It’s a complicated process (the chimney draft) and since I know nothing about the design of your home I cannot give you any definite answers.
Proper draft depends on many conditions inside and outside of your home; chimney type (material), its dimensions, height above the roof, positioning (inside the house or outside), number and type of appliances using the same chimney, tightness of your doors and windows, additional vents and chimneys inside your home (fireplace, exhaust fans, etc.), weather conditions / temperature / barometric pressure at the time of testing, altitude, and a bunch of other things.
A heating assessment company should check all of the above, input it into their software (or whatever they’re using) and based on that information produce some answers. By analyzing it they should be able to tell if the behavior of your chimney is normal or not.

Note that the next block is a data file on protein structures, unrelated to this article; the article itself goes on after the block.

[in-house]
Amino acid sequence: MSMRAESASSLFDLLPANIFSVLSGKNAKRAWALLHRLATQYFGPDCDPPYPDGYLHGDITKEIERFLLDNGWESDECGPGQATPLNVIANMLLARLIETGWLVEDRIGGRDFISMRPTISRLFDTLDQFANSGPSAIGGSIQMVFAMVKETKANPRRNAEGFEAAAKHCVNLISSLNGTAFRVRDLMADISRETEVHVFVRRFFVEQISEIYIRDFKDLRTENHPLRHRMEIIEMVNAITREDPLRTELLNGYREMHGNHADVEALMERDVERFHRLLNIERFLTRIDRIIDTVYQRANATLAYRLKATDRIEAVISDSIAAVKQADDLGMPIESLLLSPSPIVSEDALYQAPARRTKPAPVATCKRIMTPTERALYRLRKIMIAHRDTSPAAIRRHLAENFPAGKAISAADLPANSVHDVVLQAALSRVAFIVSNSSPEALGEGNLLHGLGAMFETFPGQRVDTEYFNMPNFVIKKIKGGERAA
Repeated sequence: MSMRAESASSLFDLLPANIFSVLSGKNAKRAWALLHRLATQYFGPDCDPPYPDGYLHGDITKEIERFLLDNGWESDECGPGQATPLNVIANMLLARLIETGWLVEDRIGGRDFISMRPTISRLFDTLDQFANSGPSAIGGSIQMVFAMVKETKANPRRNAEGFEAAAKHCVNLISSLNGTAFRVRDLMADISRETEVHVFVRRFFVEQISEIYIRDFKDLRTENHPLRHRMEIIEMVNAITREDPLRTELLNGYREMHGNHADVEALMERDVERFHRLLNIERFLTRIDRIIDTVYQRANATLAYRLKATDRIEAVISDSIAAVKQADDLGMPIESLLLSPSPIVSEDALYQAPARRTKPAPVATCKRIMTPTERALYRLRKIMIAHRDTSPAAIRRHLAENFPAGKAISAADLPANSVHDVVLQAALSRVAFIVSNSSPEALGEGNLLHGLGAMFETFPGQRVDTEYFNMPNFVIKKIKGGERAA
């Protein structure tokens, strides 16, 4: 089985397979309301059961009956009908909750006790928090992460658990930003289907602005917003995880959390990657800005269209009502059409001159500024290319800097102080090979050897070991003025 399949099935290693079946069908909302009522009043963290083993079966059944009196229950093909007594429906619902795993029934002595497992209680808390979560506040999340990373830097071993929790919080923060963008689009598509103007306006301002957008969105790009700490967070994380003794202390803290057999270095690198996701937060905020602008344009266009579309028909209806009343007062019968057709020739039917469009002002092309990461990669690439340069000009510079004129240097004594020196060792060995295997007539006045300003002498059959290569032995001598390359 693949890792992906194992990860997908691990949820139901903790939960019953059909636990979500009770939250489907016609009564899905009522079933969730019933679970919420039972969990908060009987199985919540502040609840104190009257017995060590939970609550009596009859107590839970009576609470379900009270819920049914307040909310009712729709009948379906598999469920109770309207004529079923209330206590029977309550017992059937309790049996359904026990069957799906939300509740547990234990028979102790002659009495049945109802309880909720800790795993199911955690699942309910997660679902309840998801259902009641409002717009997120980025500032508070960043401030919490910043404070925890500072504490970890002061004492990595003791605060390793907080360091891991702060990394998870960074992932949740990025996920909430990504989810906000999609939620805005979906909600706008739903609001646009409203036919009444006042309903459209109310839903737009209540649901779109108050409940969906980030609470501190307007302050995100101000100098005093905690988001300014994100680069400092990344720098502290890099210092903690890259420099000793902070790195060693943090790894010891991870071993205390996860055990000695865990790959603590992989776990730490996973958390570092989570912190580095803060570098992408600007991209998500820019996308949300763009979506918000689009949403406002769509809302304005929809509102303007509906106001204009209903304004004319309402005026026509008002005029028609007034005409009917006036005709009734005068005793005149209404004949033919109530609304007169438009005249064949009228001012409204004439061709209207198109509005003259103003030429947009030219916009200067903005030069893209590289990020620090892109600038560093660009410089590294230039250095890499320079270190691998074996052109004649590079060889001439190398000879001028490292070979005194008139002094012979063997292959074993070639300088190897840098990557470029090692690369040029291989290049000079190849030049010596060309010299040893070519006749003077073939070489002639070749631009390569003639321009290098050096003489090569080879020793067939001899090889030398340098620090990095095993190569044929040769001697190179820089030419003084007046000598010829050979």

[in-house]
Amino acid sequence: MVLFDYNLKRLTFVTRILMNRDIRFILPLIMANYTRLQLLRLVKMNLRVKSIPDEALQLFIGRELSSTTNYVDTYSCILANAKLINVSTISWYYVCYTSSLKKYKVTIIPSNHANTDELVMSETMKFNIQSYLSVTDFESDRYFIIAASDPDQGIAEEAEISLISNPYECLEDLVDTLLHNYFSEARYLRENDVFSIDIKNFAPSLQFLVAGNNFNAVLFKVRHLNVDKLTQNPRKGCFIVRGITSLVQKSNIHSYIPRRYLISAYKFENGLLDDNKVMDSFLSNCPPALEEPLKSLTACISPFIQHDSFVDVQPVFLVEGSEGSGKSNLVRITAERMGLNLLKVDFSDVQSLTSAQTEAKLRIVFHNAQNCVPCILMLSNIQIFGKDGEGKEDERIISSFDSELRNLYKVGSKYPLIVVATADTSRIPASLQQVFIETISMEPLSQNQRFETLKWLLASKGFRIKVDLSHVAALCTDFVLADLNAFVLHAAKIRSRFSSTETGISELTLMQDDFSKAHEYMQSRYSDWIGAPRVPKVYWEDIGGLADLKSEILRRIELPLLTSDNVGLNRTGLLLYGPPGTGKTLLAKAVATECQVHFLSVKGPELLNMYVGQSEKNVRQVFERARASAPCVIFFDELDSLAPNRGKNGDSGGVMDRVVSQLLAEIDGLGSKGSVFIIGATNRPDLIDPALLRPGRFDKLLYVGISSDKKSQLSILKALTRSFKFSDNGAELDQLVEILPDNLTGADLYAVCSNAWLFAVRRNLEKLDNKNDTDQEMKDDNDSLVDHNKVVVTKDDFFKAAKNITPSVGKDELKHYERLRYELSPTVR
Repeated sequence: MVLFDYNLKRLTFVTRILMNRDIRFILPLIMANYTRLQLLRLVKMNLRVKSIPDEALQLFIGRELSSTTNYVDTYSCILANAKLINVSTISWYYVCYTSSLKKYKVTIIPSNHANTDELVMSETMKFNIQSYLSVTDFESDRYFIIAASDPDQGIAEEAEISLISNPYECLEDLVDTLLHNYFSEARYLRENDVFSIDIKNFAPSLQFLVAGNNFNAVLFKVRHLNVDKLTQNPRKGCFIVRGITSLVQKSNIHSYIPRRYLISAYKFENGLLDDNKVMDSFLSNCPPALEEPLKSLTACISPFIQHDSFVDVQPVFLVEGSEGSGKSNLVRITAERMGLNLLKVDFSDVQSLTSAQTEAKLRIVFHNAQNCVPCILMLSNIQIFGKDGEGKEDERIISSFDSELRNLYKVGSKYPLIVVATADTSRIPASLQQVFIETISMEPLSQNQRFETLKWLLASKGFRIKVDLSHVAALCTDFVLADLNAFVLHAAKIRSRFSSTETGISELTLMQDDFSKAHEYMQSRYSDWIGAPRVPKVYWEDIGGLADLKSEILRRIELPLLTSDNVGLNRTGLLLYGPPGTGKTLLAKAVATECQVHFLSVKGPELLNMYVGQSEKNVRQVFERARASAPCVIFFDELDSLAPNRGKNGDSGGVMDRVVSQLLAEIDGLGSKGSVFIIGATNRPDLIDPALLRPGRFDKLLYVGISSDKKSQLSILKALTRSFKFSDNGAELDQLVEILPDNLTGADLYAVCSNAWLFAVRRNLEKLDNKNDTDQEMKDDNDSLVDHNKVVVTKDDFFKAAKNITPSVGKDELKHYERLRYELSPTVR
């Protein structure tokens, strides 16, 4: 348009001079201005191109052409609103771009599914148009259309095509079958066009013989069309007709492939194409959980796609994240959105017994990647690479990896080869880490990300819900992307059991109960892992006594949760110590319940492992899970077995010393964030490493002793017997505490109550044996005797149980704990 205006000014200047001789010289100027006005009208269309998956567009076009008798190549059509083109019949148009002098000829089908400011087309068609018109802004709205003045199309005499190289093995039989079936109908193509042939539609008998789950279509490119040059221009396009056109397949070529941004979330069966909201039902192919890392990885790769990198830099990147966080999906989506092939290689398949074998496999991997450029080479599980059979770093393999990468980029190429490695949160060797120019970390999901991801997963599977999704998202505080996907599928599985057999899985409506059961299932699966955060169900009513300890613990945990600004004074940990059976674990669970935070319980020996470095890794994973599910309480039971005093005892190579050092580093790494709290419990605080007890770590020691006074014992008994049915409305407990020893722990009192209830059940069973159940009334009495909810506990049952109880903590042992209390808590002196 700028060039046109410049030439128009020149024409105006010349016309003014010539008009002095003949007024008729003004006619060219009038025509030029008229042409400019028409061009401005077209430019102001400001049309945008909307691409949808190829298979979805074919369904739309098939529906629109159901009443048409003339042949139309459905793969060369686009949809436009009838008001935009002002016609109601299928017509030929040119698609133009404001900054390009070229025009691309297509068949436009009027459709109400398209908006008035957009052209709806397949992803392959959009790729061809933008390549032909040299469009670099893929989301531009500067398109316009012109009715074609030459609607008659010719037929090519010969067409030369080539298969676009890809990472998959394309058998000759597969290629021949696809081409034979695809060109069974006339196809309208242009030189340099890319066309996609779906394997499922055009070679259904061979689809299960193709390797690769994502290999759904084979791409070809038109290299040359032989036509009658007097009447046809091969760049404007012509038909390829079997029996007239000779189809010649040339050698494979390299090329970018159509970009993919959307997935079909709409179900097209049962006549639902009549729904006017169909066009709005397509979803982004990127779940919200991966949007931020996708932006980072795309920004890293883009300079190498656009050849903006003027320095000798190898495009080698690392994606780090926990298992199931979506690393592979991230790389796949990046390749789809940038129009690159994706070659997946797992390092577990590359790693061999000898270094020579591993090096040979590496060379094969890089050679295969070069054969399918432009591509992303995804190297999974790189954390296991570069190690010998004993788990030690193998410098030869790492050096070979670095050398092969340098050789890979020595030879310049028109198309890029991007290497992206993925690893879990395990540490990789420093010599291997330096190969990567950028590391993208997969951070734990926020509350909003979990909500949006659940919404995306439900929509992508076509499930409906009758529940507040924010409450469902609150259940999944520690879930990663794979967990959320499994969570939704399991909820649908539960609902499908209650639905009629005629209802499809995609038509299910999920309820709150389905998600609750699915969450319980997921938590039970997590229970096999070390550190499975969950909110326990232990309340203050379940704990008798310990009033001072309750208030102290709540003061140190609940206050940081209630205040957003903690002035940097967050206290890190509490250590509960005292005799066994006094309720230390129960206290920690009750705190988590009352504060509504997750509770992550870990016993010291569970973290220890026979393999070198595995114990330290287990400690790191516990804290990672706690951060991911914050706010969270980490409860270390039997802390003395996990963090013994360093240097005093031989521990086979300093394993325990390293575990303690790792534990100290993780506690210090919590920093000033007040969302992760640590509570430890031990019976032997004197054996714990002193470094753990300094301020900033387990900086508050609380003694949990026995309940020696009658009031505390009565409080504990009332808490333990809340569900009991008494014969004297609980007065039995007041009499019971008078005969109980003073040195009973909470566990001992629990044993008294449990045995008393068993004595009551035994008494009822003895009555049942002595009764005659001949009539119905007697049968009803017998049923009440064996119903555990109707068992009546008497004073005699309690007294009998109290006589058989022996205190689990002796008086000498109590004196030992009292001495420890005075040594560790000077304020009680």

In some cases a water heater chimney will have no draft at all until it is stimulated somehow, by a water heater’s burner for example. As soon as the air temperature inside the vent connector and the flue starts rising, created differential between inside and outside / ambient temperature helps to pull exhaust gasses outside… that’s extremely simplified version of it.
None or poor draft may happen in an extremely air tight home where there is a problem with balancing fresh air intake (from exterior), or in a home where there are too many constantly active exhausts that create negative pressure and downdraft inside the chimney.
Since you have to start somewhere you may want to call a local chimney sweep, maybe there’s something obstructing the flue but your CO alarm would most likely alert you about it.
Let me know if you have more questions and when you find out what’s causing the draft problem (if it is a problem).